The Placebo Effect and Your Brain

By Hana Frenette
NeuLine Health

Picture this: you have a seasonal cold and you take a sip of a time-honored family elixir. Maybe it consists of hot tea, rum, honey or a range of herbal components and juice. As soon as you drink it, you start to feel a little better. 

Is the homemade remedy aiding in your medical recovery on a chemical level or is it just providing a source of comfort that makes you think you’re feeling better? Science shows it might be both— and it’s called the placebo effect. 

What exactly is the placebo effect?

A placebo looks like a real treatment but doesn’t actually contain any medicinal properties. The treatment could be a pill or shot that a person believes contains medicine, but is really just sugar water, saline or coconut oil. 

When a person reports physical effects from treatments with no active medicine components, it’s known as the placebo effect. While a placebo consists of a treatment with no “real” healing components, placebo treatments can still elicit a very real response from your brain.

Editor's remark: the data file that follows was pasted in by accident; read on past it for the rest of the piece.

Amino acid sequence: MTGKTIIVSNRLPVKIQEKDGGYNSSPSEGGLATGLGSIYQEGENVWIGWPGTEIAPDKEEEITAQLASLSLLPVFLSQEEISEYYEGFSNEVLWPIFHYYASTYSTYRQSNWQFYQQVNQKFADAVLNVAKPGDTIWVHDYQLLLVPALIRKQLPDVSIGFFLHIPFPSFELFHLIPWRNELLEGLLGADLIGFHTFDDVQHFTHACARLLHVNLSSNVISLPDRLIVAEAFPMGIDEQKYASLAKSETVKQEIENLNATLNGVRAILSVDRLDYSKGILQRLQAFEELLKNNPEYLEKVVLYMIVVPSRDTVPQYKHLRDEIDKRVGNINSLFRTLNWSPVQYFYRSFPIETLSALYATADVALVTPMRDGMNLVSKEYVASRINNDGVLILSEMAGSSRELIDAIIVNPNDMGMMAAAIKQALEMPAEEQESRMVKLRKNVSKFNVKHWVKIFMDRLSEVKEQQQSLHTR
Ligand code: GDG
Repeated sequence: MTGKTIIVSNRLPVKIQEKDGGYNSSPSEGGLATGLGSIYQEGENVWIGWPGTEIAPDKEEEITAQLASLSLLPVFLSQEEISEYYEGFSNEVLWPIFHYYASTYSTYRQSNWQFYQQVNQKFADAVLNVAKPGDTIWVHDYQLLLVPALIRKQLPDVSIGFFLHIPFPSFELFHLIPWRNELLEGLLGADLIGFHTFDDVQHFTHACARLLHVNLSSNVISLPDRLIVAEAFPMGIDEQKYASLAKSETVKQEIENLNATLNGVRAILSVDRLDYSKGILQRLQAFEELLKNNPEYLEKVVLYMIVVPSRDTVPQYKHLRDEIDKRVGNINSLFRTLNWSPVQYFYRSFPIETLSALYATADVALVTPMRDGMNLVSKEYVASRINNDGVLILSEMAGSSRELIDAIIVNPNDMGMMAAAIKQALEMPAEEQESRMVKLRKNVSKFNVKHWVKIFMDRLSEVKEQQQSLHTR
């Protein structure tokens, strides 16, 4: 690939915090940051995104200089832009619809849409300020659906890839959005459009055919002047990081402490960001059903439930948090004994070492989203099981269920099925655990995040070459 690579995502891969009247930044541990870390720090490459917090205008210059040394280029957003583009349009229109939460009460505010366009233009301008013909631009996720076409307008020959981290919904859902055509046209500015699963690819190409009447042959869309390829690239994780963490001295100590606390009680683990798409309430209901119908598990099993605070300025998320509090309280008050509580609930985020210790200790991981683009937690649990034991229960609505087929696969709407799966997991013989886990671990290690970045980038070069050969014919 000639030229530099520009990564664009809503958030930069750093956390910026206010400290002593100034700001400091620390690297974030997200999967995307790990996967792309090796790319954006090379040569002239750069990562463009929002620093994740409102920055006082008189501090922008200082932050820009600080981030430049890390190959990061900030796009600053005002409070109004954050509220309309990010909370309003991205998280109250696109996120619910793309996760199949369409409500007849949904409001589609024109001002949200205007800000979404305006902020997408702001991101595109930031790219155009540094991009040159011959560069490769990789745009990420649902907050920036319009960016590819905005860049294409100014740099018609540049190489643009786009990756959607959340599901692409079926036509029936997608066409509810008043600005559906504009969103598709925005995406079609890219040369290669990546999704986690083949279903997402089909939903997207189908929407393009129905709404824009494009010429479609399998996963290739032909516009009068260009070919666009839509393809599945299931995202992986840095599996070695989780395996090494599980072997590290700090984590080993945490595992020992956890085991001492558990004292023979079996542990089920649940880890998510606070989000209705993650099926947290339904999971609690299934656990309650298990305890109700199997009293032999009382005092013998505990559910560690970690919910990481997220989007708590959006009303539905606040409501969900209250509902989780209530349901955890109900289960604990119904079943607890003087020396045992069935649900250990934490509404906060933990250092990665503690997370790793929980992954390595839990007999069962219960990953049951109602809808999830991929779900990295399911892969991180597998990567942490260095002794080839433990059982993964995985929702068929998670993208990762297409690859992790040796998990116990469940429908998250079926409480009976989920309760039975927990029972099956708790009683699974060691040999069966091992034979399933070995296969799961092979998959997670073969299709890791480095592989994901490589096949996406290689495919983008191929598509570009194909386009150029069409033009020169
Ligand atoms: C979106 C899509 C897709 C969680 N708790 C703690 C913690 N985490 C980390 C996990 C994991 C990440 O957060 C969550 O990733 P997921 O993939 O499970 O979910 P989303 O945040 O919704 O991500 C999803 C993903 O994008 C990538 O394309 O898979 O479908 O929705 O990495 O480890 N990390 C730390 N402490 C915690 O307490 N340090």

How do placebos work?

In some cases, just believing that a treatment will work can trigger a response from the brain such as neurotransmitter release, hormone production, and immune response, which can ease symptoms of pain, inflammatory diseases and mood disorders.

This psychological response changes the chemical makeup of your brain and evokes real physical changes. A placebo can cause your brain to release endorphins which might ease certain symptoms that are regulated in the brain, like pain or anxiety, but it cannot cure physical ailments. 

Placebos can alter a person’s perception of their own pain or ailment, and several studies show this can result in reduced anxiety, overall improved mood and occasional accelerated recovery from minor conditions or illness. 

Placebos and clinical trials

Placebos have been an important part of clinical drug trials over the last several decades, and are an important part of researching the effects of a new treatment. 

When participants agree to enter a clinical drug trial, they are usually told that they may receive a placebo during the trial. Typically the participants are not told whether or not they have taken a placebo versus the active drug. Occasionally, even the researchers in a drug trial don’t know which participants have been given the placebo— this is called a double-blind study and eliminates the chance for researchers or participants to develop a biased view of the data collected. 

The effects of a new treatment are then measured by comparing the results from those who took a placebo and those who took the newly developed treatment. 

Research continues around the phenomenon of the placebo effect as scientists explore new ways to utilize its benefits. 

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